The Future That We’re Fighting For.

I often find myself unraveling the ugly truths about America
quite often in my 17 years of life. Many people talk about freedom, or justice,
or equality but never bring up African Americans and our struggle to obtain it.
For many African Americans it almost seems as if it has become second nature to
notice injustice, speak on it, and fight against it. And in the words of civil
rights activist Fannie Lou Hamer “I am sick and tired of being sick tired”. It
is traumatic for many African Americans to watch videos of their own people die
by the hands of police officers and racists, while the world watches and
criticizes them for putting out their frustration. However, while many are
trying to comprehend what the media paints on our screens as “riots” and “violence”,
I think it is perfectly acceptable to say that this is what America was going
to look like when it acknowledges it’s history of systemic racism and
oppression. These events resulting from the death of George Floyd are not
occurring in a vacuum. These are the responses of the people who reside on the
other side of America.

America has never come to terms with its racist past, they
have only found ways to suppress it. America has shown how hypocritical it is.
Where Black men were thrown on the front lines to fight an unjust war in Vietnam.
For that they were promised justice, civil rights, and equality when they came
back. America lied. In return, they were given the news of the assassination of
Martin Luther King by Hanoi Hannah, a Vietnamese radio host back in the 1960’s.
Henrietta Lacks, a black woman from Roanoke, Virginia was diagnosed with cancer
and went to John Hopkins hospital (which was segregated at the time) to be
treated. She expected to be treated for her illness. However, her cancer cells
would be used unethically by Dr. George Otto Gey and countless of other
scientists in treating cancer. Her family to this day has never received
compensation while billion-dollar pharmaceutical companies profited because of
her. Or even when African Americans after slavery were promised 40 acres and a
mule but were met with lynching, brutality, and segregation. America’s history
with African Americans is clear when you see the hypocrisy of its history.
America has never come to terms with it’s racist past. It never came to terms
with the racist ideas that it carried with it from Europe. Therefore, what
develops is riots, uprisings, and protests.

It always bothered me how America has consistently found ways
to criminalize anything that African Americans did to survive. As well as,
finding a narrative that encompasses the idea that Malcolm X was a radical,
Rosa Parks was an old black woman, and Martin Luther King was always about
peace. As such, I feel I must create my own narrative of what occurring in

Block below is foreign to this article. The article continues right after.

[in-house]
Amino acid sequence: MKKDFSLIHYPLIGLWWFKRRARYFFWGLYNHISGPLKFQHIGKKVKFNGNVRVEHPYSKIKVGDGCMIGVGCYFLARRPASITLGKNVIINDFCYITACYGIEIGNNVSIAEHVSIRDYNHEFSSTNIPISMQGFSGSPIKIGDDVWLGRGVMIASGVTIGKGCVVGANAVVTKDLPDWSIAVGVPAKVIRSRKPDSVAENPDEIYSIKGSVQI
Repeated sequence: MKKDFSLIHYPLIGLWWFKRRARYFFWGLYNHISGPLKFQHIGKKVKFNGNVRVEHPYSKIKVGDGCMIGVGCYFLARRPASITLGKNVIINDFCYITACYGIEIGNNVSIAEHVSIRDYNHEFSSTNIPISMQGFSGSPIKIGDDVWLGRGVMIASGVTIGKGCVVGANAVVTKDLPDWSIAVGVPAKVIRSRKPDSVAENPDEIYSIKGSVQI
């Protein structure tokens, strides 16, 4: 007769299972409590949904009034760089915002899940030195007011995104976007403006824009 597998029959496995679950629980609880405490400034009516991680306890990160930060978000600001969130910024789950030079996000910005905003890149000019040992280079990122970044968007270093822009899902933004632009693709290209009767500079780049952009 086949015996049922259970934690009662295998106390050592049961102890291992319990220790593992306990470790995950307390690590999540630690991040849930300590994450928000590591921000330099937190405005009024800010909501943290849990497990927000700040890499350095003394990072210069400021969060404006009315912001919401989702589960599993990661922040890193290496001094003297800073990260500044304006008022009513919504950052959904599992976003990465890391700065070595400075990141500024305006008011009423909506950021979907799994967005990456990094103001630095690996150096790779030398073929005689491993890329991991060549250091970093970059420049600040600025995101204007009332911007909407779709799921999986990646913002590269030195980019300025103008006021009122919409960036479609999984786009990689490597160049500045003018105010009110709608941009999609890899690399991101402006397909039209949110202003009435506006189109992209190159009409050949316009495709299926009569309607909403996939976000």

America today. Martin Luther King once said that our country needs “a radical
revolution of values”. That for us to heal as a country we must take all of
what is happening to face value and play a role in correcting the wrongs. The
voices of the unheard are showcasing the effects of policies like redlining, Black
Codes, criminalization of drugs, and slavery. That if people are looting
understand that 20.1% of African Americans are living in poverty while these
corporations do little to nothing to circulate wealth in the neighborhoods they
monopolize. That the reason you see a police station burn down is because of
the over policing in Black communities; that African Americans are 3 times more
likely to be arrested without being told what crime they have committed, brutalized,
and killed by police officers than white Americans. This is what a radical
revolution of values was going to look like. That people will start to value
black bodies more than replaceable buildings. That statues of confederate
leaders, bigots, and racists will be brought down. That the tree of White Supremacy
will be burnt down and uprooted. To then be replaced with a tree that
represents empathy and justice.

The way I view racism is that it is a machine. Where the
gears that work it, rotate vigorously no matter how many times you change them.
That we can fix it on the outside but forget that it was designed this way on
purpose. That the machine has no thoughts on why it is performing the act because
it follows its programming with efficiency. The radical revolution of values
starts with changing that programming so that the machines change also. We must
question why we were taught to think the way we do, value certain things over
others, and envision how we see the world for what it will become. What I ask
now is if America is a less racist society than it was 68 years ago, socially
not institutionally, then would you assume that 68 years later from now this
moment would make America a less racist society again?

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